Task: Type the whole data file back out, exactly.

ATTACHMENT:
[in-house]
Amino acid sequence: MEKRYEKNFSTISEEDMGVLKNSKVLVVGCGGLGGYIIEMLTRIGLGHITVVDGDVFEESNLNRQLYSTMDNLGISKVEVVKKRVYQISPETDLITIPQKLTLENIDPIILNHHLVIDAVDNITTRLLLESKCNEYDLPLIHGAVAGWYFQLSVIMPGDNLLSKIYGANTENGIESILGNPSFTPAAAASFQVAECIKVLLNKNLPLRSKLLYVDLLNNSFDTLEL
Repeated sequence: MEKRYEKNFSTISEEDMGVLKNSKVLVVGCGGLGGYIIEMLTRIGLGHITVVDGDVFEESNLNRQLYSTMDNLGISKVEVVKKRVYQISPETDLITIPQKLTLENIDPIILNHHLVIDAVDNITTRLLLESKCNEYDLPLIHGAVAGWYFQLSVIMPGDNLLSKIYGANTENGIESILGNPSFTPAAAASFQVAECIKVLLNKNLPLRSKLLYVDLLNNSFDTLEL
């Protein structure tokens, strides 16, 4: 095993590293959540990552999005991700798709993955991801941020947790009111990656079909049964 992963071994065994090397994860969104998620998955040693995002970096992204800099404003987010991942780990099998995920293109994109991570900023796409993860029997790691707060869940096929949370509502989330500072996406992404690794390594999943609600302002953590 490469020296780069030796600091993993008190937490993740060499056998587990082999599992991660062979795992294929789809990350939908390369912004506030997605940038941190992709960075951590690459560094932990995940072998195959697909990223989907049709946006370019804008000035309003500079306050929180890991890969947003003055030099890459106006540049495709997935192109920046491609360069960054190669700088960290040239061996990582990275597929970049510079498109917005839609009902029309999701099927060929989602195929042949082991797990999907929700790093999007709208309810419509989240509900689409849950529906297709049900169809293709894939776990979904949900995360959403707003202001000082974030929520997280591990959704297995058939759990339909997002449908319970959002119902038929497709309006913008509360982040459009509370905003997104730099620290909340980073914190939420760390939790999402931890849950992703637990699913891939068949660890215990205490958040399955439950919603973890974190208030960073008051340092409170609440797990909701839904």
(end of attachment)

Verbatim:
[in-house]
Amino acid sequence: MEKRYEKNFSTISEEDMGVLKNSKVLVVGCGGLGGYIIEMLTRIGLGHITVVDGDVFEESNLNRQLYSTMDNLGISKVEVVKKRVYQISPETDLITIPQKLTLENIDPIILNHHLVIDAVDNITTRLLLESKCNEYDLPLIHGAVAGWYFQLSVIMPGDNLLSKIYGANTENGIESILGNPSFTPAAAASFQVAECIKVLLNKNLPLRSKLLYVDLLNNSFDTLEL
Repeated sequence: MEKRYEKNFSTISEEDMGVLKNSKVLVVGCGGLGGYIIEMLTRIGLGHITVVDGDVFEESNLNRQLYSTMDNLGISKVEVVKKRVYQISPETDLITIPQKLTLENIDPIILNHHLVIDAVDNITTRLLLESKCNEYDLPLIHGAVAGWYFQLSVIMPGDNLLSKIYGANTENGIESILGNPSFTPAAAASFQVAECIKVLLNKNLPLRSKLLYVDLLNNSFDTLEL
């Protein structure tokens, strides 16, 4: 095993590293959540990552999005991700798709993955991801941020947790009111990656079909049964 992963071994065994090397994860969104998620998955040693995002970096992204800099404003987010991942780990099998995920293109994109991570900023796409993860029997790691707060869940096929949370509502989330500072996406992404690794390594999943609600302002953590 490469020296780069030796600091993993008190937490993740060499056998587990082999599992991660062979795992294929789809990350939908390369912004506030997605940038941190992709960075951590690459560094932990995940072998195959697909990223989907049709946006370019804008000035309003500079306050929180890991890969947003003055030099890459106006540049495709997935192109920046491609360069960054190669700088960290040239061996990582990275597929970049510079498109917005839609009902029309999701099927060929989602195929042949082991797990999907929700790093999007709208309810419509989240509900689409849950529906297709049900169809293709894939776990979904949900995360959403707003202001000082974030929520997280591990959704297995058939759990339909997002449908319970959002119902038929497709309006913008509360982040459009509370905003997104730099620290909340980073914190939420760390939790999402931890849950992703637990699913891939068949660890215990205490958040399955439950919603973890974190208030960073008051340092409170609440797990909701839904």